In Denmark, about 10,000 older people have a hip fracture, or a fractured thigh bone or neck of femur as it is also called. Fractures often happen after a fall or because the bones have become brittle. If you want to know more about what causes a hip fracture and how it can be prevented, you can find information in the patient handbook or on one of the following websites (some of which are in Danish only):
The Prohip project has prepared a Danish and a Swedish film about what happens when you have a hip fracture surgery.
How to prevent falls among the elderly
Many older people have falls. A fall is a very unpleasant experience and contributes to making everyday life insecure. You can read more about the causes of falls among older people and how you can take measures in your home to reduce the risk of falls:
- Patient handbook’s description of falls and prevention of falls (in Danish only)
- Prevent bicycle falls – booklet
- Keeping your balance – cheat your balance. Prevent falls, the Association of Danish Physiotherapists
Facts about falls –Around one-third of adults aged 65+ will experience at least one fall every year. Of those who fall, 50% will experience another fall. Women have more falls than men. Although only about 10% of all falls result in serious injury, about 20-30% of all hospital admissions represent injury resulting from falls. In about 5% of these cases, the fall results in a fracture, usually of the wrist, hip or back. Fractures are more common among older people who often fall (from www.sundhed.dk).
The Healthy Cities Network is a collection of municipalities collaborating on the knowledge of public health. They prepare films and information for local authorities.
- Healthy City – Prevention of falls among older people is a short film about how to avoid falls (in Danish only)
- Eight recommendations for fall prevention
What is osteoporosis? Here you can find information about osteoporosis, how you live with the condition and what you can do to prevent it (most websites are in Danish only).
- What is osteoporosis? The Danish Osteoporosis Society
- Want to know more about the prevention of falls if you have osteoporosis?
- Booklet about osteoporosis and exercises, the Association of Danish Physiotherapists
Osteoarthritis in the hip
Osteoarthritis, or arthrosis, is a condition resulting from the wear and tear of cartilage in the joints. When the cartilage is worn away, the bones will grind together in the joint and start rubbing against each other. This causes strong pain and limits the movement of the joint. The wear and tear increases with age but may also be a hereditary predisposition. Obesity and inactivity may also contribute to the development and aggravation of osteoarthritis. Here you can obtain general knowledge about osteoarthritis (arthrosis) and what you can do to ease the pain resulting from osteoarthritis.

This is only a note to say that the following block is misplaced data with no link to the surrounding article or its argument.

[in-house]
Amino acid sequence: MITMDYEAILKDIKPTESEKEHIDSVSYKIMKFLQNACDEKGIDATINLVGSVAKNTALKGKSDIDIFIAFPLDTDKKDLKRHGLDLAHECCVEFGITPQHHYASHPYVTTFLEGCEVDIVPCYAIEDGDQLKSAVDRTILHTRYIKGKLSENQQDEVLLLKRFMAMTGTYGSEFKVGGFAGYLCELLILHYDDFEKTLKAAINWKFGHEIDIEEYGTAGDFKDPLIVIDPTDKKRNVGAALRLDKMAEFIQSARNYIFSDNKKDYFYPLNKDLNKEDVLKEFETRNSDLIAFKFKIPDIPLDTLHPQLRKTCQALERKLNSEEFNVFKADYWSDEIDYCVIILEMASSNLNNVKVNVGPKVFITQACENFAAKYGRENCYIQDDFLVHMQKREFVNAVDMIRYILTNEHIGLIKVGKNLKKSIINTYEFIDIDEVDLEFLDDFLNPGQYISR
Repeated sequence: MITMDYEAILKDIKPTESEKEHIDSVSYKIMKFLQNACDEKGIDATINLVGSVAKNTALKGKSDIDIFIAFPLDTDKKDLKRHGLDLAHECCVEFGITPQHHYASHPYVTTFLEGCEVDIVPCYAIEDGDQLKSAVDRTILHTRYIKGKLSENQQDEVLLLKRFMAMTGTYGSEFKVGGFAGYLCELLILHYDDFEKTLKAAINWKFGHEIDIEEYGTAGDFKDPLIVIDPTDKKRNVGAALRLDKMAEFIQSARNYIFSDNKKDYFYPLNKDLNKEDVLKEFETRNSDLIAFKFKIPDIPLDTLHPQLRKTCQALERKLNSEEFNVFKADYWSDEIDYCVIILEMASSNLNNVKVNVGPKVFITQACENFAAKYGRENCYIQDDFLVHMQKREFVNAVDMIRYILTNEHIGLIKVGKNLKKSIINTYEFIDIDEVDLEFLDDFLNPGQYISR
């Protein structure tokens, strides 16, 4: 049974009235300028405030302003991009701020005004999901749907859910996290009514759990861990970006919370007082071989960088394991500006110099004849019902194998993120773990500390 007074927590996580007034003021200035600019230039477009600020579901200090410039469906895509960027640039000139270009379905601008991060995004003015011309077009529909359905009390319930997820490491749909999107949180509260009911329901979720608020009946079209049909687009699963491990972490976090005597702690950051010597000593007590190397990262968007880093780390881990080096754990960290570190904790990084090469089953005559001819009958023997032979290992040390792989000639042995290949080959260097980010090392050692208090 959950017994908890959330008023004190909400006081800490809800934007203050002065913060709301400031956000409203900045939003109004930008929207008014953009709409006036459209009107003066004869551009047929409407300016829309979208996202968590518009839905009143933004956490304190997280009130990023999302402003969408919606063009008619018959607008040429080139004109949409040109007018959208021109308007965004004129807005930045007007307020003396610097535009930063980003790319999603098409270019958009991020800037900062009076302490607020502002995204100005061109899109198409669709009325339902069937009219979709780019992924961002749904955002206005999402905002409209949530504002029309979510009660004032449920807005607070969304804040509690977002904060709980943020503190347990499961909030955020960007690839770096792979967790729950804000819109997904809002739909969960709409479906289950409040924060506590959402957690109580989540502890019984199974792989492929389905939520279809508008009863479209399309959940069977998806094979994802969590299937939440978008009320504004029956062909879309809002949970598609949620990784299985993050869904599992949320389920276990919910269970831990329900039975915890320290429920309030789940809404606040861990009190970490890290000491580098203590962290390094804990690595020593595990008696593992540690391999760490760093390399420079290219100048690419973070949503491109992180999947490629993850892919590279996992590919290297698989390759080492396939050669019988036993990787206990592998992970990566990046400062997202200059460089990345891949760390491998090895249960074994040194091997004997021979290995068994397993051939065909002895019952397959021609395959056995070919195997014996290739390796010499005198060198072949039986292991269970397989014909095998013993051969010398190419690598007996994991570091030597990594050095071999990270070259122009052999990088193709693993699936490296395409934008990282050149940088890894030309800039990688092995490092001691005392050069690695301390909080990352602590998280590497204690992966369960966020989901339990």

Osteoarthritis, arthrosis, is a condition in which the cartilage in your joints is chronically broken down and possibly lost. When the cartilage is worn away, the bones will grind together in the joint and start rubbing against each other. This leads to strong pain and reduces the mobility and flexibility of the joint. Also, bony growth may develop around the edge of the joint, which may lead to pain. The joint may swell if the mucous membrane of the joint is irritated and produces additional synovial fluid which then accumulates in the joint. More than 50% of those aged 65+ have osteoarthritis in at least one joint. Osteoarthritis usually occurs when there is damage in the joint due to wear and tear over the years. Heredity, inactivity and obesity contribute to the development of osteoarthritis. Treatments consist of weight loss, physiotherapy and medicine. If the condition is very painful and movement of the joint is strongly reduced, a hip replacement may be necessary. More information about osteoarthritis in the hip is available at sundhed.dk
Surgery for hip osteoarthritis
If you have osteoarthritis in the hip, a surgery to replace your hip may be a possibility. Every year, about 8,000 Danes have a hip replacement. It is often a relief to get rid of the annoying pain, and many patients will be able to resume doings and activities that had been given up because of the osteoarthritis. Here you can watch a film about how Randi Pedersen came through her surgery for hip osteoarthritis (in Danish only).